* FTSE 100 flat as Ukraine violence caps sentiment
* Shell boosted by strong cash flow numbers
* Rolls-Royce rises on Siemens disposal talks
By Francesco Canepa
LONDON, April 30 An escalation of violence in
Ukraine put a lid on British blue chips on Wednesday, offsetting
sharp gains in the energy sector, where results for oil major
Royal Dutch Shell beat expectations.
Pro-Russian separatists seized control of state buildings in
the town of Horlivka, tightening their grip on swathes of
Ukraine's industrial east, in a major escalation of their revolt
despite new Western sanctions on Russia.
While Britain's top 100 companies make only 0.3 percent of
their sales to eastern Europe, Thomson Reuters Datastream shows,
tensions between Russia and the West and the prospect of costly
sanctions dented appetite for assets which depend on economic
growth, such as shares.
"Positive corporate and economic data in recent weeks have
unfortunately more or less been neutralised by the events
unfolding in Ukraine. For now we are looking to sell into
rallies and to buy on weakness," Peregrine & Black senior sales
trader Markus Huber said.
Britain's FTSE was flat at 6,771.60 points at 0755
GMT after recording its highest close since March 6 on Tuesday.
"News isn't too bad this morning but we are close to hitting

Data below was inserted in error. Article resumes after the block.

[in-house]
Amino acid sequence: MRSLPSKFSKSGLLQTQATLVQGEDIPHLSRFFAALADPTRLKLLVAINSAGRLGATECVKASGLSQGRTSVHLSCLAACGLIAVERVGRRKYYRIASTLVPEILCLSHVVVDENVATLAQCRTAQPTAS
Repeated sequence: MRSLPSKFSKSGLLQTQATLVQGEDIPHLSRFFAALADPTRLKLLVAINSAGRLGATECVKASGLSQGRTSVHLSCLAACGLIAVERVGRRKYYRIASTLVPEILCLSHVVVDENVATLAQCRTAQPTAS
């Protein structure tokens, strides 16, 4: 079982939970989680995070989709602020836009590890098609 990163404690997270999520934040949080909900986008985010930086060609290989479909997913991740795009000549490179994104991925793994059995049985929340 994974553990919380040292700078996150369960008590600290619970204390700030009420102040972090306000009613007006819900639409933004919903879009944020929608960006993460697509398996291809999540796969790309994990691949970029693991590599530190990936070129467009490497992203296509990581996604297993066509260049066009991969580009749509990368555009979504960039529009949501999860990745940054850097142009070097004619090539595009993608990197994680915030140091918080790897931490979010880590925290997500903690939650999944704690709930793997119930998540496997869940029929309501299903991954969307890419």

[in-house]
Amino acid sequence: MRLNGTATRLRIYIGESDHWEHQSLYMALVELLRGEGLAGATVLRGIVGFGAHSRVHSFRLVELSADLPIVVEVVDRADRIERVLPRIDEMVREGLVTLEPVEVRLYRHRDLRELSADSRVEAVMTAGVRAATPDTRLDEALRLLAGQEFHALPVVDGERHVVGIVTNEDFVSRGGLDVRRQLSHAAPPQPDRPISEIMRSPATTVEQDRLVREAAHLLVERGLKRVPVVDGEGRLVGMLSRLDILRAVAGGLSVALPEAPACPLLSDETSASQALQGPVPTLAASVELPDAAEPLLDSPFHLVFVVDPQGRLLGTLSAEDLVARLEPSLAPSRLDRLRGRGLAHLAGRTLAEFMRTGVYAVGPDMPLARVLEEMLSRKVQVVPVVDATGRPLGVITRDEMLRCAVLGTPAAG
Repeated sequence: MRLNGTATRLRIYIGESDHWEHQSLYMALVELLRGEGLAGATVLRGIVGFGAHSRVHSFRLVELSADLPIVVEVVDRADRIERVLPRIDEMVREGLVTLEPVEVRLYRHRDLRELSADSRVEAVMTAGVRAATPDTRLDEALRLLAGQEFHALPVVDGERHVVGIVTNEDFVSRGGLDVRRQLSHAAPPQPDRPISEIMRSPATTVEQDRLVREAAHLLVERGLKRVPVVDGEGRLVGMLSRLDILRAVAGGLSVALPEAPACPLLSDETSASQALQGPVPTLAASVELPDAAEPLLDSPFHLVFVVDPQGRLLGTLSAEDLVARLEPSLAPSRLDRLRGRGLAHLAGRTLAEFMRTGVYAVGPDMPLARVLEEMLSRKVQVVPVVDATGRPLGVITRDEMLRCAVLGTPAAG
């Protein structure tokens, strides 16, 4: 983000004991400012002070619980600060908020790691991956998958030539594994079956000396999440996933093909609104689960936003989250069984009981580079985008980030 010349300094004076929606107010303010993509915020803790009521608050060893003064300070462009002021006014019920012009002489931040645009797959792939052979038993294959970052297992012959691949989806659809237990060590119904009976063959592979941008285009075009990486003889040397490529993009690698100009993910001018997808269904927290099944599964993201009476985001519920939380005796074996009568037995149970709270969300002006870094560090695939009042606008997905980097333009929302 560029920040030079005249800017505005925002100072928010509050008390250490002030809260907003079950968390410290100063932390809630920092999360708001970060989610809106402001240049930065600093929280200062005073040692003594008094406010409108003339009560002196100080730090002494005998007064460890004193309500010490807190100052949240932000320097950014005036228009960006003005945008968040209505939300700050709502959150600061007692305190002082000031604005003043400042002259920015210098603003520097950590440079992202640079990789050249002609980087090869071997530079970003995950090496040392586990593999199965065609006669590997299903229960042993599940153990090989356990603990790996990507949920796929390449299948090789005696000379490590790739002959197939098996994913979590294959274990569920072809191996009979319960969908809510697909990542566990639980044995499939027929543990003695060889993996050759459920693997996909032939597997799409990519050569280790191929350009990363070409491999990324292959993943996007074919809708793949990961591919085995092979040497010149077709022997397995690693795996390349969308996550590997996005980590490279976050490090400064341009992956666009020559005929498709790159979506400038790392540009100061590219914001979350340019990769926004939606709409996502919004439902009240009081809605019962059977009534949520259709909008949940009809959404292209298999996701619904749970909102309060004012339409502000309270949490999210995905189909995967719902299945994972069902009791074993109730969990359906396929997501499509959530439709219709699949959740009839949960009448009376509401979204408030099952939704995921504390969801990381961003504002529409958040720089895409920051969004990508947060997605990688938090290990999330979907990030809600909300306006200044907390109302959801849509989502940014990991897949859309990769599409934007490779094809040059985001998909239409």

the upper trading ranges again (so) we call for caution at this
stage," Huber said.
Shell's two FTSE listings added a combined 24 points to the
index after the oil group reported an increase in cash flow in
the first quarter of the year, allowing it to increase its
dividend by 4 percent year on year.
"Shell significantly beat our expectations," RBC Capital
Markets analysts wrote in a note. "Quarterly cash flows are very
volatile, but we regard this level as encouraging."
Also in the energy sector, gas group BG Group rose
1.3 percent on speculation, fuelled by a report in the Financial
Times, that BHP Billiton might make a bid. The mining
group's shares were flat.
"I think the market is taking more notice of these rumours
at the moment," Galvan head of trading Ed Woolfitt said. "I'm
nor entirely sure about it ... as a deal but with a lot of the
recent moves on rumours I shall certainly be trading on it."
Mergers and acquisition activity has been a major driver
behind a 4-percent rise in the FTSE over the past two weeks.
Industrial group Rolls-Royce rose 2.2 percent after
entering talks with Germany's Siemens AG to sell a
unit that makes equipment for the oil and gas industry and
power-generation gear for utilities.
Curbing gains on the FTSE was financial services group
Standard Life Plc, down 3 percent after saying a move by
the British government to liberalise how retirees use their
pension pots prompted a 50-percent fall in its annuities after
the move was announced in March.
British American Tobacco also fell, trading down
0.8 percent, as it recorded a 12-percent drop in quarterly
revenue, which it blamed on adverse foreign exchange moves.
Excluding the impact of exchange rates, revenue rose 2 percent.
Nine blue chips, including supermarket Tesco traded
ex-dividend, knocking a combined 6.53 points off the FTSE.
(Editing by Louise Ireland)